This was written a few days ago:
Since JC Penney’s is changing strategies, their advertisements have changed also. We receive their advertisements in our local paper.
Why am I talking about department stores? Their paper makes beautiful paper beads. It isn’t perfect because it isn’t quite thick enough. However, the shiny paper has a lot of solid blocks of color. They can easily only have one model on a page, which does mean a lot of color is available to use in paper beads. Recycling adds to the positiveness of this recommendation. And there you have it. Consider JC Penney advertisements when choosing the paper you can use for your next project.
May 28, 2012 – Follow-up
Bead shape and paper have a direct correlation. The beads above are quite useable for jewelry. The shape works with the paper. The beads below are a problem. I may be able to apply ink or something else to help, but you have to admit, they aren’t useable at this moment.
As gentle as I believe I was when cutting and then making the bead, the paper doesn’t reflect it. The paper was too thin. Again, I am learning to plan ahead and decide on the end product before I start cutting paper. (who knew? ;-))
Think Creatively and Don’t Forget to Consider your Materials,
I enjoy featuring artists and jewelers who produce paper jewelry. Today I want to share the name Tia Kramer. Her website is: www.tiakramerjewelry.com. From her biographic information, her work has been featured in magazines and galleries. [This is only brief information. If you are interested in her work, please visit her website.]
Her pieces are geometric and very beautiful. I wouldn’t classify Tia’s work as paper beads, just paper. (well, okay, not “just” paper.) 😉
I took this picture directly from her website. As I said earlier, beautiful.
Even though most of us may never reach this level, I hope you are inspired by this necklace. I am.
I was recently included in a Paper Jewelry treasury on Etsy. If you get a chance, take a look. [click on paper treasury in the prior sentence to go to the treasury.] Yes, I know. You think I’m doing this because of my own shop. However, there are a variety of items. It is interesting to see how people use paper as an accessory. I notice quite a bit of geometry: rectangles, circles, triangles, cones, etc. May the following pictures recharge your imagination for your specific art.
Thanks to the creator of this treasury, PhotoEngravingGift.[click to see this shop.]
After another trip to the local library, I found “Handmade Paper Jewelry” Interestingly it is by Heidi Borchers, Candace Liccoine, and Tiffany Windsor. These ladies are the three daughters of Aleene Jackson. Yes, the famous Aleene of Aleene’s Glues and Adhesives. (I no longer have possession of the book, so I’m not sure of the publisher. I believe it is Sterling Publishing, but don’t hold me to that.)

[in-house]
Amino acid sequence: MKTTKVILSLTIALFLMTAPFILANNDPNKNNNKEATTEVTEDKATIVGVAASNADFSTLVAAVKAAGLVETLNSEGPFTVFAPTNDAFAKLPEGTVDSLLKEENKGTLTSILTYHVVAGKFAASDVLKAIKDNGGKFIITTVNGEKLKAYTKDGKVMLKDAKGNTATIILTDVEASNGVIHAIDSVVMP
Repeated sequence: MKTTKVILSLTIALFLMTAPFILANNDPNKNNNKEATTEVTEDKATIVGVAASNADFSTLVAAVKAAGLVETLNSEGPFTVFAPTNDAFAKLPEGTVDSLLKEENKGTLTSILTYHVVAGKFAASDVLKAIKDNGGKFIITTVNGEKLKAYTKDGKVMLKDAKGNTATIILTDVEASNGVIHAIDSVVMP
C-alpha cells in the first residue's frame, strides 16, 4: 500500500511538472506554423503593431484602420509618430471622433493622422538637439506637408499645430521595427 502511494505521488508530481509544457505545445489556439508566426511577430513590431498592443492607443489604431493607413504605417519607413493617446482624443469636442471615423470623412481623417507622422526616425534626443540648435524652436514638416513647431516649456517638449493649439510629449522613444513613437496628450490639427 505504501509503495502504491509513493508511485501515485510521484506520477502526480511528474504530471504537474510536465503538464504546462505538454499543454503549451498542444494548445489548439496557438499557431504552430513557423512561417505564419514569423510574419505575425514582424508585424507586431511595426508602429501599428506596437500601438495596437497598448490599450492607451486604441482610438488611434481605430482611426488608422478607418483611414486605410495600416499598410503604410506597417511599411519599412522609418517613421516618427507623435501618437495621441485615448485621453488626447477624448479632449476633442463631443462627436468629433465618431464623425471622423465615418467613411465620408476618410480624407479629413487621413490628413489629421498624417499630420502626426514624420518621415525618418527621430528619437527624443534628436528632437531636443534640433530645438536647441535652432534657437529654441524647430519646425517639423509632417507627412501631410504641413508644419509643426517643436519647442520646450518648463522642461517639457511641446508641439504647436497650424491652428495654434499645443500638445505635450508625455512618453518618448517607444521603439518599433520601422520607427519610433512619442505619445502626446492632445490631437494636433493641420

The book concentrates on paper jewelry, but not the traditional paper bead. For example, the dragonfly you see on the cover was made from a grocery bag. There is also: a metallic decoupage jewelry set; a butterfly gift wrap necklace; and a bracelet using ceramic tiles and metallic paper. In total there are 40 projects.
Art, talent, innovation, even recycling can take on many forms. Since I didn’t have many of the products required, I didn’t find this book particularly inspiring. But it may be just the creative trigger for you.
Visit your local library and see what mysteries await!
P.S. While researching Sterling Publishing, I saw they have more paper-related reference books. Hmmm. I may need to check into that further.
I found the following book at my local library:
The Art of Jewelry
by Marthe Le Van
The book is hardcover and beautifully photographed. Instructions are in large enough print so that they can be easily read. The author not only includes pictures of paper jewelry, but instructions and on occasion, templates. The price on the cover is $24.95, but with a little research, you can find it for less than $20.00
Some of the 35 projects include paper I normally don’t have around. Maybe you do, but I don’t have acrylic sheets, vellum, or a huge quantity of high-density polyethylane-fiber envelopes. In other words, the emphasis is not recycling. Fair enough. Every book cannot have everything for everyone.
I tried one of the simpler projects, and was able to successfully complete it. If you have any background with paper art, you should be able to follow the instructions.
The best part of the The Art of Jewelry: Paper Jewelry: Ideas for paper jewelry I would describe as more elegant and upscale than you normally see.
The worse part for me was probably the more complicated projects seemed just a bit out of reach. For example, the picture on the cover was a bracelet made from 700 2-inch circles of white vellum. It is beautiful and I want to try it, but realistically I doubt I ever will. 700?